One of the processes that gives rise to cell transformation is the inhibition of pRb by E7 protein of high-risk HPV.19 pRb protein maintains low cell cycle control, exerting suppressive action on E2F transcription factor, which when it is free promotes the expression of numerous genes involved in progression from phase G1 to phase S of the cell cycle. pRb protein binds to E2F, forming a complex (pRb/E2F) which keeps this transcription factor sequestered during phase G1 of the cell cycle (Figure 1). E7 interaction with pRb leads to dissociation of the pRb/E2F complex, the subsequent degradation of pRb, and premature activation of E2F, which triggers the transcription of numerous genes required by the cell to enter phase S. Among the genes activated by E2F are those encoding cyclins A and E and cyclin-dependent kinases (CDK2). Cyclins are proteins that regulate the transition between different phases of the cell cycle because of their function as kinase triggers.20

Figure 1 Role of the E7 protein in cell cycle alteration. E7 protein inhibits formation of complexes between E2F and pRb, or dissociates already formed pRb/E2F complexes (1). The pRb protein remains bound to E7 and is marked with ubiquitin for degradation in the proteasome (2). The release of E2F transcription factor activates transcription of genes that promote the onset of phase S of the cell cycle (3). These include genes of cyclins and cyclin-dependent kinases (CDK) (4). These kinases promote phosphorylation of numerous cell cycle regulators, including pRB, which is inhibited (5). pRB inactivation through phosphorylation enhances the release of E2F transcription factor and closes the cycle of progression to phase S. E7 can activate cyclins A and E/CDK2 complexes, either by direct interaction with them (6) or by activating Cdc25A phosphatase which dephosphorylates and reactivates CDK2 (7). E7 also dissociates the complexes formed by the repressors p21cip1 and p27kip1, keeping CDK2 sequestered during phase G1 (8); therefore the availability of this kinase is increased. Binding of E7 with p21 and p27 promotes its degradation in the proteasome. The dotted lines indicate the activity of one protein on another; solid lines indicate the effects. Promotion processes are indicated by arrows (→), the inhibition processes end in broken lines. The shaded area indicates the mechanisms that predominate in the G1 resting phase and the light area indicates those that induce entry into phase 5.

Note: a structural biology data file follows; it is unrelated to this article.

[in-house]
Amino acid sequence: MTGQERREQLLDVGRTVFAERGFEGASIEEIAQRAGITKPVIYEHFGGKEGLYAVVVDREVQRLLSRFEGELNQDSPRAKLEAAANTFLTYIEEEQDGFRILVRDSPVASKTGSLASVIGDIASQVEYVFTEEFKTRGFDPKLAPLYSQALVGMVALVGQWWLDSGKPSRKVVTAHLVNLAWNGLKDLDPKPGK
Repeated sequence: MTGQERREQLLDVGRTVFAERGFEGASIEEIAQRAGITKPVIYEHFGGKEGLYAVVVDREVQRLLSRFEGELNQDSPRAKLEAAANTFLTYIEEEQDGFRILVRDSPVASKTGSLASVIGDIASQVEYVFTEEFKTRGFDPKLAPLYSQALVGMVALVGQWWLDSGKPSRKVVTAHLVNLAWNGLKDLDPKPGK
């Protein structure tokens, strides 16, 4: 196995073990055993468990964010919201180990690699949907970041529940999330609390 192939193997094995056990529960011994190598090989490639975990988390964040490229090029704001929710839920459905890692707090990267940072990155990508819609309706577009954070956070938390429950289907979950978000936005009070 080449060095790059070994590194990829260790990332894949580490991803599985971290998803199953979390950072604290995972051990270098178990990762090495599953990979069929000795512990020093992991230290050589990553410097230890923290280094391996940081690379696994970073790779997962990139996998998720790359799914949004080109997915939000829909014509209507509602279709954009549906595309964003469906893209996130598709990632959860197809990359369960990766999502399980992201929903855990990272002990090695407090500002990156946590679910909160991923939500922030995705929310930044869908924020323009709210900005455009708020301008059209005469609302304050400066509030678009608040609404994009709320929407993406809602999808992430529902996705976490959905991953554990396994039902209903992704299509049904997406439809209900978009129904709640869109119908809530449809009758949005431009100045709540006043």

It has been reported that E7 protein is capable of inducing the marking of proteins with ubiquitin when interacting with cullin 2, a protein that forms part of the ubiquitin ligase complex. E7 binding with cullin 2 promotes an atypical ubiquitination of proteins of the retinoblastoma family (pRb, p107, and p130), which leads to degradation in the proteasome.21-24

Not only the E7 protein of high-risk HPV binds to members of the retinoblastoma family; also the E7 protein of low-risk HPV is capable of associating with pRb and p130, which causes a decrease of involucrin, which is a marker of cell differentiation, although the affinity of E7 with pRb is 10 times higher in high-risk HPV than in low-risk.25